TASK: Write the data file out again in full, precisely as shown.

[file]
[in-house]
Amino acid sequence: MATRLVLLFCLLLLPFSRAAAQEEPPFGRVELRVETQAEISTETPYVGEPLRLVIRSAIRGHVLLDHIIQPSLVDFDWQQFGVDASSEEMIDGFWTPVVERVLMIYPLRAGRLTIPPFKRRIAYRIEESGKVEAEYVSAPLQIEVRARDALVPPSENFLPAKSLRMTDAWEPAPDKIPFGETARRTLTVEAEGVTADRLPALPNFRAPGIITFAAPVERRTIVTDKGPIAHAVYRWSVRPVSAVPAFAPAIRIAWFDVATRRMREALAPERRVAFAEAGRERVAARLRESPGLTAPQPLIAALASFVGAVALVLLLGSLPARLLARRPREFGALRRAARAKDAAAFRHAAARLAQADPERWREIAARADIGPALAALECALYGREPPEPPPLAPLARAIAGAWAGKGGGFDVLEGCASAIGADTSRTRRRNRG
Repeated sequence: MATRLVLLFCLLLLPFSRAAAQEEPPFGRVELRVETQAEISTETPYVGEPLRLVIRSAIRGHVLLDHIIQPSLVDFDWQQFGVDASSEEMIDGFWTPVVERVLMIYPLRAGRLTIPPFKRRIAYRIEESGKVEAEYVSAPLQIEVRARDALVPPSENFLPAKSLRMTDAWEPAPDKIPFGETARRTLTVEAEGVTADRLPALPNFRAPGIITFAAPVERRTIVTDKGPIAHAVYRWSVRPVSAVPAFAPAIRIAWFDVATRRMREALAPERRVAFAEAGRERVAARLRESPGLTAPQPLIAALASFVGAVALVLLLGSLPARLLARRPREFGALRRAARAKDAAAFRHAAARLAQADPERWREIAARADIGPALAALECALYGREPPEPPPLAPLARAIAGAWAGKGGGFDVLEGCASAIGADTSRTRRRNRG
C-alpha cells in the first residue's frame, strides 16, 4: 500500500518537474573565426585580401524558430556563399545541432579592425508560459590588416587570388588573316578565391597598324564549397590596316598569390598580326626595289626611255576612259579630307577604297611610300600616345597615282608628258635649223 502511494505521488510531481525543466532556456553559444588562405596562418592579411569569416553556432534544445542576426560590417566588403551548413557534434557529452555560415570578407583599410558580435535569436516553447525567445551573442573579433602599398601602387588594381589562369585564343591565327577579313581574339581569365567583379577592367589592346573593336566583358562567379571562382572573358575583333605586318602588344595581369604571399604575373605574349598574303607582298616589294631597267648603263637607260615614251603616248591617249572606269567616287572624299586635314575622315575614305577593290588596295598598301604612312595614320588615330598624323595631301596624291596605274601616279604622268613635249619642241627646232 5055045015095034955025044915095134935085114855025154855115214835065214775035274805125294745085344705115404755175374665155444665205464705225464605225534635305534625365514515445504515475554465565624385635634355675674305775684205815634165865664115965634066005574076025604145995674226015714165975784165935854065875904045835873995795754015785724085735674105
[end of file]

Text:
[in-house]
Amino acid sequence: MATRLVLLFCLLLLPFSRAAAQEEPPFGRVELRVETQAEISTETPYVGEPLRLVIRSAIRGHVLLDHIIQPSLVDFDWQQFGVDASSEEMIDGFWTPVVERVLMIYPLRAGRLTIPPFKRRIAYRIEESGKVEAEYVSAPLQIEVRARDALVPPSENFLPAKSLRMTDAWEPAPDKIPFGETARRTLTVEAEGVTADRLPALPNFRAPGIITFAAPVERRTIVTDKGPIAHAVYRWSVRPVSAVPAFAPAIRIAWFDVATRRMREALAPERRVAFAEAGRERVAARLRESPGLTAPQPLIAALASFVGAVALVLLLGSLPARLLARRPREFGALRRAARAKDAAAFRHAAARLAQADPERWREIAARADIGPALAALECALYGREPPEPPPLAPLARAIAGAWAGKGGGFDVLEGCASAIGADTSRTRRRNRG
Repeated sequence: MATRLVLLFCLLLLPFSRAAAQEEPPFGRVELRVETQAEISTETPYVGEPLRLVIRSAIRGHVLLDHIIQPSLVDFDWQQFGVDASSEEMIDGFWTPVVERVLMIYPLRAGRLTIPPFKRRIAYRIEESGKVEAEYVSAPLQIEVRARDALVPPSENFLPAKSLRMTDAWEPAPDKIPFGETARRTLTVEAEGVTADRLPALPNFRAPGIITFAAPVERRTIVTDKGPIAHAVYRWSVRPVSAVPAFAPAIRIAWFDVATRRMREALAPERRVAFAEAGRERVAARLRESPGLTAPQPLIAALASFVGAVALVLLLGSLPARLLARRPREFGALRRAARAKDAAAFRHAAARLAQADPERWREIAARADIGPALAALECALYGREPPEPPPLAPLARAIAGAWAGKGGGFDVLEGCASAIGADTSRTRRRNRG
C-alpha cells in the first residue's frame, strides 16, 4: 500500500518537474573565426585580401524558430556563399545541432579592425508560459590588416587570388588573316578565391597598324564549397590596316598569390598580326626595289626611255576612259579630307577604297611610300600616345597615282608628258635649223 502511494505521488510531481525543466532556456553559444588562405596562418592579411569569416553556432534544445542576426560590417566588403551548413557534434557529452555560415570578407583599410558580435535569436516553447525567445551573442573579433602599398601602387588594381589562369585564343591565327577579313581574339581569365567583379577592367589592346573593336566583358562567379571562382572573358575583333605586318602588344595581369604571399604575373605574349598574303607582298616589294631597267648603263637607260615614251603616248591617249572606269567616287572624299586635314575622315575614305577593290588596295598598301604612312595614320588615330598624323595631301596624291596605274601616279604622268613635249619642241627646232 5055045015095034955025044915095134935085114855025154855115214835065214775035274805125294745085344705115404755175374665155444665205464705225464605225534635305534625365514515445504515475554465565624385635634355675674305775684205815634165865664115965634066005574076025604145995674226015714165975784165935854065875904045835873995795754015785724085735674105